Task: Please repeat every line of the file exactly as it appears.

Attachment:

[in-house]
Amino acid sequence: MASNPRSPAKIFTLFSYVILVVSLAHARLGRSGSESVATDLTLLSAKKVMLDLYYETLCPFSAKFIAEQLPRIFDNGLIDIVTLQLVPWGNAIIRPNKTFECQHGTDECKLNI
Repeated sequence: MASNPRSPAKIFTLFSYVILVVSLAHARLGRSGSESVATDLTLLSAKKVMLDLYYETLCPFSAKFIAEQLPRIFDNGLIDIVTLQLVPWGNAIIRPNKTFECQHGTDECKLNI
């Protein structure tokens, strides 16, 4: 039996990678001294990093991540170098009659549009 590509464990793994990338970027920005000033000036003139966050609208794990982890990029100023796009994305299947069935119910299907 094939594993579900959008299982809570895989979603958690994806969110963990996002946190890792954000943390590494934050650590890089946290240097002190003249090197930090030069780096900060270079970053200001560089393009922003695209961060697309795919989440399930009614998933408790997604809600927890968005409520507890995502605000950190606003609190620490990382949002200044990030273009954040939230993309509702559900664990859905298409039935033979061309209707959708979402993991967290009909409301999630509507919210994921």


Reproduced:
[in-house]
Amino acid sequence: MASNPRSPAKIFTLFSYVILVVSLAHARLGRSGSESVATDLTLLSAKKVMLDLYYETLCPFSAKFIAEQLPRIFDNGLIDIVTLQLVPWGNAIIRPNKTFECQHGTDECKLNI
Repeated sequence: MASNPRSPAKIFTLFSYVILVVSLAHARLGRSGSESVATDLTLLSAKKVMLDLYYETLCPFSAKFIAEQLPRIFDNGLIDIVTLQLVPWGNAIIRPNKTFECQHGTDECKLNI
């Protein structure tokens, strides 16, 4: 039996990678001294990093991540170098009659549009 590509464990793994990338970027920005000033000036003139966050609208794990982890990029100023796009994305299947069935119910299907 094939594993579900959008299982809570895989979603958690994806969110963990996002946190890792954000943390590494934050650590890089946290240097002190003249090197930090030069780096900060270079970053200001560089393009922003695209961060697309795919989440399930009614998933408790997604809600927890968005409520507890995502605000950190606003609190620490990382949002200044990030273009954040939230993309509702559900664990859905298409039935033979061309209707959708979402993991967290009909409301999630509507919210994921």